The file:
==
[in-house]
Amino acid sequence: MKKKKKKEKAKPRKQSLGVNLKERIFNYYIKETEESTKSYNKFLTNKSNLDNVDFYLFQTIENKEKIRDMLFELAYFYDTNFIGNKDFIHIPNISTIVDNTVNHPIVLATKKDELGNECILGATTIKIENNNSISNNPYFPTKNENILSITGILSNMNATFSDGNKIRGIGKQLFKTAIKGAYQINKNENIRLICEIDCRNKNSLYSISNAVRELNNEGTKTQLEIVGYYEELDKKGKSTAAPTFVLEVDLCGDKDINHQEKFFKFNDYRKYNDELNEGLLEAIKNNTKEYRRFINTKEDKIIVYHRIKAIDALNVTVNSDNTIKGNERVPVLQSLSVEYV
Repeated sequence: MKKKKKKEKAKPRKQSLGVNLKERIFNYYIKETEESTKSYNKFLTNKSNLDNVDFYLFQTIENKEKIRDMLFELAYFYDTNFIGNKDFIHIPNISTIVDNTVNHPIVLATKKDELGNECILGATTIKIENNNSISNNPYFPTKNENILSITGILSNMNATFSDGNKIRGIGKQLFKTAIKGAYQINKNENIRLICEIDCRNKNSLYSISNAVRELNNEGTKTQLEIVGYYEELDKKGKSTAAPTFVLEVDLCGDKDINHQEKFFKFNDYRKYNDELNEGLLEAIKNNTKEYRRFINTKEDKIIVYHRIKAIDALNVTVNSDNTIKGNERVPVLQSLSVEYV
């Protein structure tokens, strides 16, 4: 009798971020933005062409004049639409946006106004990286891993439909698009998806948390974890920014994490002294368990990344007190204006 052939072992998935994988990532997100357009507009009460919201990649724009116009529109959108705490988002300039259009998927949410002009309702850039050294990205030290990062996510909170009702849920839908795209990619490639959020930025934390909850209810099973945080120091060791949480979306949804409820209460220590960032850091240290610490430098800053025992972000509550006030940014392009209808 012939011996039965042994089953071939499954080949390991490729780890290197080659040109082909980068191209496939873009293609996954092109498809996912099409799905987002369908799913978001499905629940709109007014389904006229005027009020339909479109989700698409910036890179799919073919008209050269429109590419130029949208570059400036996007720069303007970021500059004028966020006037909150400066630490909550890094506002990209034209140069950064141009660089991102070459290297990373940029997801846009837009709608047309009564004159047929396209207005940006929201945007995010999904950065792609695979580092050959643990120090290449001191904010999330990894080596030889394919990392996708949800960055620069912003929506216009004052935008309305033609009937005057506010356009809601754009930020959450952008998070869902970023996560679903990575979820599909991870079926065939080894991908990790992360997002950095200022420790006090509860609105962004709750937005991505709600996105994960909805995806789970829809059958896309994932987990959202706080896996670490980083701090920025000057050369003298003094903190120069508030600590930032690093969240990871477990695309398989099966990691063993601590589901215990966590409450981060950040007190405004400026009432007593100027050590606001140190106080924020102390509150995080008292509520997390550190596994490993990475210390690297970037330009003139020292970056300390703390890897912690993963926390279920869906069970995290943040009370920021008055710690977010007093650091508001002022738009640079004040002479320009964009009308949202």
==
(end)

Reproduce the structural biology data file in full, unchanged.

[in-house]
Amino acid sequence: MKKKKKKEKAKPRKQSLGVNLKERIFNYYIKETEESTKSYNKFLTNKSNLDNVDFYLFQTIENKEKIRDMLFELAYFYDTNFIGNKDFIHIPNISTIVDNTVNHPIVLATKKDELGNECILGATTIKIENNNSISNNPYFPTKNENILSITGILSNMNATFSDGNKIRGIGKQLFKTAIKGAYQINKNENIRLICEIDCRNKNSLYSISNAVRELNNEGTKTQLEIVGYYEELDKKGKSTAAPTFVLEVDLCGDKDINHQEKFFKFNDYRKYNDELNEGLLEAIKNNTKEYRRFINTKEDKIIVYHRIKAIDALNVTVNSDNTIKGNERVPVLQSLSVEYV
Repeated sequence: MKKKKKKEKAKPRKQSLGVNLKERIFNYYIKETEESTKSYNKFLTNKSNLDNVDFYLFQTIENKEKIRDMLFELAYFYDTNFIGNKDFIHIPNISTIVDNTVNHPIVLATKKDELGNECILGATTIKIENNNSISNNPYFPTKNENILSITGILSNMNATFSDGNKIRGIGKQLFKTAIKGAYQINKNENIRLICEIDCRNKNSLYSISNAVRELNNEGTKTQLEIVGYYEELDKKGKSTAAPTFVLEVDLCGDKDINHQEKFFKFNDYRKYNDELNEGLLEAIKNNTKEYRRFINTKEDKIIVYHRIKAIDALNVTVNSDNTIKGNERVPVLQSLSVEYV
């Protein structure tokens, strides 16, 4: 009798971020933005062409004049639409946006106004990286891993439909698009998806948390974890920014994490002294368990990344007190204006 052939072992998935994988990532997100357009507009009460919201990649724009116009529109959108705490988002300039259009998927949410002009309702850039050294990205030290990062996510909170009702849920839908795209990619490639959020930025934390909850209810099973945080120091060791949480979306949804409820209460220590960032850091240290610490430098800053025992972000509550006030940014392009209808 012939011996039965042994089953071939499954080949390991490729780890290197080659040109082909980068191209496939873009293609996954092109498809996912099409799905987002369908799913978001499905629940709109007014389904006229005027009020339909479109989700698409910036890179799919073919008209050269429109590419130029949208570059400036996007720069303007970021500059004028966020006037909150400066630490909550890094506002990209034209140069950064141009660089991102070459290297990373940029997801846009837009709608047309009564004159047929396209207005940006929201945007995010999904950065792609695979580092050959643990120090290449001191904010999330990894080596030889394919990392996708949800960055620069912003929506216009004052935008309305033609009937005057506010356009809601754009930020959450952008998070869902970023996560679903990575979820599909991870079926065939080894991908990790992360997002950095200022420790006090509860609105962004709750937005991505709600996105994960909805995806789970829809059958896309994932987990959202706080896996670490980083701090920025000057050369003298003094903190120069508030600590930032690093969240990871477990695309398989099966990691063993601590589901215990966590409450981060950040007190405004400026009432007593100027050590606001140190106080924020102390509150995080008292509520997390550190596994490993990475210390690297970037330009003139020292970056300390703390890897912690993963926390279920869906069970995290943040009370920021008055710690977010007093650091508001002022738009640079004040002479320009964009009308949202």